On the eve of a visit from Microsoft chief Bill Gates, the European Union (EU) said yesterday that it still has problems with how the software...
BRUSSELS, Belgium — On the eve of a visit from Microsoft chief Bill Gates, the European Union (EU) said yesterday that it still has problems with how the software giant is complying with the terms of a landmark ruling forcing the company to change its business practices.
Microsoft has said it will soon send computer manufacturers a version of its Windows platform without Media Player, under an interim EU ruling in December.
But the European Commission said yesterday it was still negotiating with the company over how the stripped-down version would be presented to consumers. The EU head office also has problems with the providing of information to allow third parties to ensure group servers function properly on Windows PCs.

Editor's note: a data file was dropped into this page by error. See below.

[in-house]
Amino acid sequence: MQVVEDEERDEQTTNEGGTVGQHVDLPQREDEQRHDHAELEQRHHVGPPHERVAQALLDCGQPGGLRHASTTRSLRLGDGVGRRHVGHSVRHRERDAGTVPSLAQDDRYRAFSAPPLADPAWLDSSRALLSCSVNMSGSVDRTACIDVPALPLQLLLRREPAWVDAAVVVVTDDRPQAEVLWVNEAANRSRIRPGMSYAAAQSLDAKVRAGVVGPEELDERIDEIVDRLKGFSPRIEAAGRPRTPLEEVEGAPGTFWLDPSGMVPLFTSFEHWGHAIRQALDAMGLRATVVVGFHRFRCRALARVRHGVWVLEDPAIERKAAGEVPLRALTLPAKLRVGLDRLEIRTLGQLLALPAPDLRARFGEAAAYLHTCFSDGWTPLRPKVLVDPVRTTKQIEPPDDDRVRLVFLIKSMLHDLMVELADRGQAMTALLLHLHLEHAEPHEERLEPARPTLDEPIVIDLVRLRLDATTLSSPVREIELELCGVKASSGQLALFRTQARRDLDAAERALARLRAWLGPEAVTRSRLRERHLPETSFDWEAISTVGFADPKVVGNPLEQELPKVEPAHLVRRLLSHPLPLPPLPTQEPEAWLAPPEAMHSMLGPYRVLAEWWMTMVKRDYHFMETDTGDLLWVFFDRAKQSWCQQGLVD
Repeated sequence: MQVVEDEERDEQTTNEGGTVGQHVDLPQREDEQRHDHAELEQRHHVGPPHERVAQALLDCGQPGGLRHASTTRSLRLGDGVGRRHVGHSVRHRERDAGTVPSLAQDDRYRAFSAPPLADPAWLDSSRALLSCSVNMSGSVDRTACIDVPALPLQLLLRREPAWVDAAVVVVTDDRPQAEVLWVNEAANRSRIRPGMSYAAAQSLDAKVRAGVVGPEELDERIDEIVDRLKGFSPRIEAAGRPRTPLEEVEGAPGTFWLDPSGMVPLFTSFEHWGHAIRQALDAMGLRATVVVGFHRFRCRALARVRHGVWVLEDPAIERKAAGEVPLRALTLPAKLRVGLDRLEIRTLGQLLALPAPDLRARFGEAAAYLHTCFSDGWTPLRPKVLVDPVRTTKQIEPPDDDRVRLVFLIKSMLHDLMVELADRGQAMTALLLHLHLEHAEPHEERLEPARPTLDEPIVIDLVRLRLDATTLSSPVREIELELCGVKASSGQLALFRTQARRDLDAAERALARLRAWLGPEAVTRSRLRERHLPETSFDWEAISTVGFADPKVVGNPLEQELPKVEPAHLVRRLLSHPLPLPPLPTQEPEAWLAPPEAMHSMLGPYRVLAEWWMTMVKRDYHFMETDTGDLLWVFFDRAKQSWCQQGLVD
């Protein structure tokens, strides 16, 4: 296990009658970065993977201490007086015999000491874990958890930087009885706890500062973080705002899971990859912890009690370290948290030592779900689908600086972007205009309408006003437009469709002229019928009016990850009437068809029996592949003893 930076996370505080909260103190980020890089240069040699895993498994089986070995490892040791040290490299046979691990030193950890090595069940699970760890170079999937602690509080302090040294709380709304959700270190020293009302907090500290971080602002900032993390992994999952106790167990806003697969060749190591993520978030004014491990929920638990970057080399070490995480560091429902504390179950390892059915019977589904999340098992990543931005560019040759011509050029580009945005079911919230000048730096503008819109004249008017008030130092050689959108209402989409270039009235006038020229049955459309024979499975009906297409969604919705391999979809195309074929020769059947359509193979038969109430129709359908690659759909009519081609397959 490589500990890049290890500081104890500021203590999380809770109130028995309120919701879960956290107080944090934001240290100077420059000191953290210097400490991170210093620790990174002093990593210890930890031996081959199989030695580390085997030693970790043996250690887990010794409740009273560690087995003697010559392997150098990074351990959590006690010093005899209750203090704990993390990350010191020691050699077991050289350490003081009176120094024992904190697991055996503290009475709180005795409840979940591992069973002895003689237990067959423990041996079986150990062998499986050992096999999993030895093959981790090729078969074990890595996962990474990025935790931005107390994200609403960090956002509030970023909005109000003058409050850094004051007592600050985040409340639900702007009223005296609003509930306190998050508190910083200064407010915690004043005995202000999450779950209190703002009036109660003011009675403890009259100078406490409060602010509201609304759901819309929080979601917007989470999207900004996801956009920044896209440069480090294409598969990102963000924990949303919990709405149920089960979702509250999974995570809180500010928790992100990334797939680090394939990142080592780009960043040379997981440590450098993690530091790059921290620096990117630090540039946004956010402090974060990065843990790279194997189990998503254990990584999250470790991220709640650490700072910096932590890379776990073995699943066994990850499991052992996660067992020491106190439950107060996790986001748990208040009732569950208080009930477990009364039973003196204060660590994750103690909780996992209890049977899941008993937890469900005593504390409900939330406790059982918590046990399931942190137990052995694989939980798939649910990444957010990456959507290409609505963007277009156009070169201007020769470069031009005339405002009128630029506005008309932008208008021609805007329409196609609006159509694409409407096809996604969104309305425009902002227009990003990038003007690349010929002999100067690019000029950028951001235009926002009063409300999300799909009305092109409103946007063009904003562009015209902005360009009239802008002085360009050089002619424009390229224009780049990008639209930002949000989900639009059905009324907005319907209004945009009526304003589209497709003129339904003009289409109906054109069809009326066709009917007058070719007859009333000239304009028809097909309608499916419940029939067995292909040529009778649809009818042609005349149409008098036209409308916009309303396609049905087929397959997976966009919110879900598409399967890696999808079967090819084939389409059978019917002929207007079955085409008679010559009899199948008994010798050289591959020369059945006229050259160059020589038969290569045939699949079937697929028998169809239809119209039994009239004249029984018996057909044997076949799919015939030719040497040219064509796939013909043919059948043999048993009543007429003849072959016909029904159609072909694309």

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Microsoft agreed over the weekend to use another name for the stripped-down version after the commission balked at “Windows XP Reduced Media Edition.” Industry analysts thought the name would discourage sales.
The commission ruled in March that Microsoft wielded its Windows software monopoly abusively and locked competitors out of the market. It also imposed a $651 million fine and forced the company to share some software blueprints with competitors.
Gates will visit EU headquarters today and have talks with the top trade, industry and internal-market commissioners, but no meeting was planned with the head of the antitrust office, which imposed the measures on Microsoft.